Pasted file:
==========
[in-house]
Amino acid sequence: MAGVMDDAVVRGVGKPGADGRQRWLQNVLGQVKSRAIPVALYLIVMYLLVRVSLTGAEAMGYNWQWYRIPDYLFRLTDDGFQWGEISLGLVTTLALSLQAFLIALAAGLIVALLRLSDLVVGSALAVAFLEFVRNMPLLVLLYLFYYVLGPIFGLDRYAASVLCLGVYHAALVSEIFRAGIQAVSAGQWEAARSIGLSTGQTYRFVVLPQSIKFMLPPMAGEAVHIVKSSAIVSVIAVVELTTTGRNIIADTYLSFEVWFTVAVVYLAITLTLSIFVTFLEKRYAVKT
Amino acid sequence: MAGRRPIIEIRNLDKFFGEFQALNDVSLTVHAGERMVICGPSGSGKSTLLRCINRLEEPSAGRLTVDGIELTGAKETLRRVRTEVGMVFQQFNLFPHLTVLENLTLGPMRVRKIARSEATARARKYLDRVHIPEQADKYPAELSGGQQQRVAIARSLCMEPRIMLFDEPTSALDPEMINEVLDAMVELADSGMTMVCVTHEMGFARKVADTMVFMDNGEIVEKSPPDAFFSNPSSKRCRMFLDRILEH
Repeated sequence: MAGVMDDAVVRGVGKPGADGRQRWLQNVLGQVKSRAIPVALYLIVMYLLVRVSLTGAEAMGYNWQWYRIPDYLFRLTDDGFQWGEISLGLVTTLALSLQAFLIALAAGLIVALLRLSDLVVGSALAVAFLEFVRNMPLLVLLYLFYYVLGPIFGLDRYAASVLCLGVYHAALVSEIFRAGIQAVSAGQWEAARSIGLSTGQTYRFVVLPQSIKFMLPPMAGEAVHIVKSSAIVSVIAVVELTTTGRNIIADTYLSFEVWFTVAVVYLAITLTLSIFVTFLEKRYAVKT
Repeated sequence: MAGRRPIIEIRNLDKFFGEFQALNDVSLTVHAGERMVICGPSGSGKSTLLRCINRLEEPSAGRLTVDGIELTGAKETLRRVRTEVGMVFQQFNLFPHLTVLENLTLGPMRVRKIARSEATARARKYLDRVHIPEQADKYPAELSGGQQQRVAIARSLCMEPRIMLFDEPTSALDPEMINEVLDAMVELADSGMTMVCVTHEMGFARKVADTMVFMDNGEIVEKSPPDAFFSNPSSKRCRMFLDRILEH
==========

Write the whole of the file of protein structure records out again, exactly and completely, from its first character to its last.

[in-house]
Amino acid sequence: MAGVMDDAVVRGVGKPGADGRQRWLQNVLGQVKSRAIPVALYLIVMYLLVRVSLTGAEAMGYNWQWYRIPDYLFRLTDDGFQWGEISLGLVTTLALSLQAFLIALAAGLIVALLRLSDLVVGSALAVAFLEFVRNMPLLVLLYLFYYVLGPIFGLDRYAASVLCLGVYHAALVSEIFRAGIQAVSAGQWEAARSIGLSTGQTYRFVVLPQSIKFMLPPMAGEAVHIVKSSAIVSVIAVVELTTTGRNIIADTYLSFEVWFTVAVVYLAITLTLSIFVTFLEKRYAVKT
Amino acid sequence: MAGRRPIIEIRNLDKFFGEFQALNDVSLTVHAGERMVICGPSGSGKSTLLRCINRLEEPSAGRLTVDGIELTGAKETLRRVRTEVGMVFQQFNLFPHLTVLENLTLGPMRVRKIARSEATARARKYLDRVHIPEQADKYPAELSGGQQQRVAIARSLCMEPRIMLFDEPTSALDPEMINEVLDAMVELADSGMTMVCVTHEMGFARKVADTMVFMDNGEIVEKSPPDAFFSNPSSKRCRMFLDRILEH
Repeated sequence: MAGVMDDAVVRGVGKPGADGRQRWLQNVLGQVKSRAIPVALYLIVMYLLVRVSLTGAEAMGYNWQWYRIPDYLFRLTDDGFQWGEISLGLVTTLALSLQAFLIALAAGLIVALLRLSDLVVGSALAVAFLEFVRNMPLLVLLYLFYYVLGPIFGLDRYAASVLCLGVYHAALVSEIFRAGIQAVSAGQWEAARSIGLSTGQTYRFVVLPQSIKFMLPPMAGEAVHIVKSSAIVSVIAVVELTTTGRNIIADTYLSFEVWFTVAVVYLAITLTLSIFVTFLEKRYAVKT
Repeated sequence: MAGRRPIIEIRNLDKFFGEFQALNDVSLTVHAGERMVICGPSGSGKSTLLRCINRLEEPSAGRLTVDGIELTGAKETLRRVRTEVGMVFQQFNLFPHLTVLENLTLGPMRVRKIARSEATARARKYLDRVHIPEQADKYPAELSGGQQQRVAIARSLCMEPRIMLFDEPTSALDPEMINEVLDAMVELADSGMTMVCVTHEMGFARKVADTMVFMDNGEIVEKSPPDAFFSNPSSKRCRMFLDRILEH